I am a Marine Biologist with a PhD from the University of the West Indies, St. Augustine (Trinidad), and am the leading local expert on sea turtle biology and conservation in Trinidad and Tobago. I have received training in sea turtle biology and conservation techniques from the Bermuda Turtle Project and the Barbados Sea Turtle Project. I conducted the first-ever study of foraging sea turtles in Trinidad and Tobago for my PhD thesis “Ecology and use of nearshore foraging sea turtle populations around Tobago, with an emphasis on hawksbills”. This study generated important information about the distribution of sea turtles around Tobago, their exploitation in a local fishery, their economic value to tourists and their genetic links to regional nesting beaches. I provide technical advice to Save Our Sea turtles (SOS) Tobago and am a Director of the NGO SpeSeas. I provide training for government agencies and NGOs on sea turtle biology and sampling techniques, and contribute to the activities of T&T’s National Sea Turtle Task Force as an alternate representative for SOS.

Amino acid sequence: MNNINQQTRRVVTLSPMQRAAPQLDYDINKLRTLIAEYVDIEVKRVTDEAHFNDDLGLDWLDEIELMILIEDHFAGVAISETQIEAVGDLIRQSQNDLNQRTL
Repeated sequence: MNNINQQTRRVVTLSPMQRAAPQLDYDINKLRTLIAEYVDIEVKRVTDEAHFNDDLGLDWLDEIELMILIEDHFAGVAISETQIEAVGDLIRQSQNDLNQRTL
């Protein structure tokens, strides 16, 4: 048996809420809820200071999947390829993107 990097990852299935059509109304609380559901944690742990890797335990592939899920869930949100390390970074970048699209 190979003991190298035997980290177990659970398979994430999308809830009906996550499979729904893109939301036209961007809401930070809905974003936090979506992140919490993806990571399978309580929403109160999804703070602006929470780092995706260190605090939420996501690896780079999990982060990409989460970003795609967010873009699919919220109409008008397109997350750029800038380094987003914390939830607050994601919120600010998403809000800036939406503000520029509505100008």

Ryan Mannette

I am a Marine Scientist and GIS Specialist with over 20 years of experience in the application of GIS in a variety of disciplines including Ecological Modelling, Environmental Management and Species Distribution. I obtained a MSc Degree in Integrated Coastal and Ocean Management from the University of Trinidad and Tobago and investigated the use of sonar technology for the detection and monitoring of sea turtles for my MSc thesis. I have worked closely with Dr Cazabon-Mannette throughout her career and have gained practical experience and training in the application of various sea turtle monitoring and conservation techniques for both in-water and nesting turtles.

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Additional Information

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Project Backers

  • 18Backers
  • 73%Funded
  • $3,350Total Donations
  • $186.11Average Donation